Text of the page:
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Tough job ahead


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Just did a search on gasket removal and sounds like there are some solvents that can be used but still going to take a lot of elbow grease. It is going to be especially tricky around the opening of the cases where the sleeve came out, would hate if the stuff got scraped down into there. Anyone with some experienced advice 👍 would be greatly appreciated.🤣

ry%3D400

ry%3D400

ry%3D400

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I have used some gasket removal solvents before. They work ok if your patient. Keep the solvent off your skin. You may have to use a brass wire brush as well. You might try and tape around the sleve if you use the brass wire brush.

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Parts Washer, Razor Blades, Scotch Brite Pads, non marring scraper. That's what I use. Its still a tedious process, but you learn to enjoy it.

Or if its something like a clutch cover I just use gasket removing discs and my right angle die grinder. That's the most fun way.

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Last night I tried out a razor, x-acto knife and lastly a small wood chisel. Actually found the wood chisel to work real well. I was trying to get down to the surface and did end up with some scraping with light scratches. Which I guess is to be expected . . ? No real nicks except for a couple of places along the edges which came from the thin blades of the razor and x-acto catching. It got me to thinking about sealing and what to expect when trying to put on the next gasket. I have read that some like to put the gasket on dry where as some put copper coat on the gasket and surface then leave to dry before putting it on. I also read that some oil the threads of the bolts and others who tighten 10lbs. beyond the torque spec. Just wondering what kind of feed back I can get on these approaches.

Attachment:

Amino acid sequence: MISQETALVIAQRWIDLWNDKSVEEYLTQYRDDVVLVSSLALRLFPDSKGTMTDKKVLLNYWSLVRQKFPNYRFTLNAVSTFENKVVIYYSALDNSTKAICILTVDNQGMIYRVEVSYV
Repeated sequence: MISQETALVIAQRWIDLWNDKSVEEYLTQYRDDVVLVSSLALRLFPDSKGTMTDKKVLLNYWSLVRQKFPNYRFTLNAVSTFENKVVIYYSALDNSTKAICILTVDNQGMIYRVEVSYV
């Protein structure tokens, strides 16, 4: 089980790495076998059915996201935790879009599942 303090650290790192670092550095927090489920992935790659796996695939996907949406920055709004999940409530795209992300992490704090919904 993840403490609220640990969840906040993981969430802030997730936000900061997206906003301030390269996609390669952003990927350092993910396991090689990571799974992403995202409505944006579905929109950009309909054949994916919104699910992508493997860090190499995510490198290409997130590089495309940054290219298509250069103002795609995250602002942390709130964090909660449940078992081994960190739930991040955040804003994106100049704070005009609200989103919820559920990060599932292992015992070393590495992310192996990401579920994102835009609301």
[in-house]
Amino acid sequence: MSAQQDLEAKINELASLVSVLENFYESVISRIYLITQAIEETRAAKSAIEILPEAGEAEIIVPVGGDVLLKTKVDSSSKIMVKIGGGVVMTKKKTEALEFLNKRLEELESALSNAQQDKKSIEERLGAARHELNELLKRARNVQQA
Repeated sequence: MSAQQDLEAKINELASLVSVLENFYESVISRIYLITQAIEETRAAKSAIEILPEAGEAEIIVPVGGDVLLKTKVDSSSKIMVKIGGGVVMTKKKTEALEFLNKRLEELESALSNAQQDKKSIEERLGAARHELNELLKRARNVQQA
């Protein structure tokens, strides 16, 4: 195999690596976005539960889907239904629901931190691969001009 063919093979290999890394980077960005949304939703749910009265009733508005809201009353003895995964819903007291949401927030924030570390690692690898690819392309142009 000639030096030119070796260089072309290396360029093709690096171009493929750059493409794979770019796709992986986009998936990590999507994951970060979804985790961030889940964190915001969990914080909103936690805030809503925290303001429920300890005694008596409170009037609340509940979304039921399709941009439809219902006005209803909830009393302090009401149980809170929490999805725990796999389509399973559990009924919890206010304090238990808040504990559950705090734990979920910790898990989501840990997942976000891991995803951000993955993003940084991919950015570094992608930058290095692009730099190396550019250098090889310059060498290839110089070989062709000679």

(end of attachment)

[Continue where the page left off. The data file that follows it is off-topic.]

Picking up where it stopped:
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Just wanted to give a follow up on what I learned for posterity 👍 As I stated in my last post I used a wood chisel to do the work. It is done and the surfaces are lightly effected but effected non the less. If I could recommend to anyone else who may need to take off gaskets that they take off most of the material with a wood chisel down to a very thin layer. Then take some type of solvent or even oil to saturate the remaining material until it softens then get a non-marring tool. Unfortunately I didn’t discover this until I was nearly done with my gasket removal when in a area that had oil sitting on it for some time was soft and came right off. Then I was in NAPA today and discovered the non-marring tool. Had I sliced most all of the gaskets off then saturated the remaining portion with oil and removed with a non-marring tool I probably would have left no trace.

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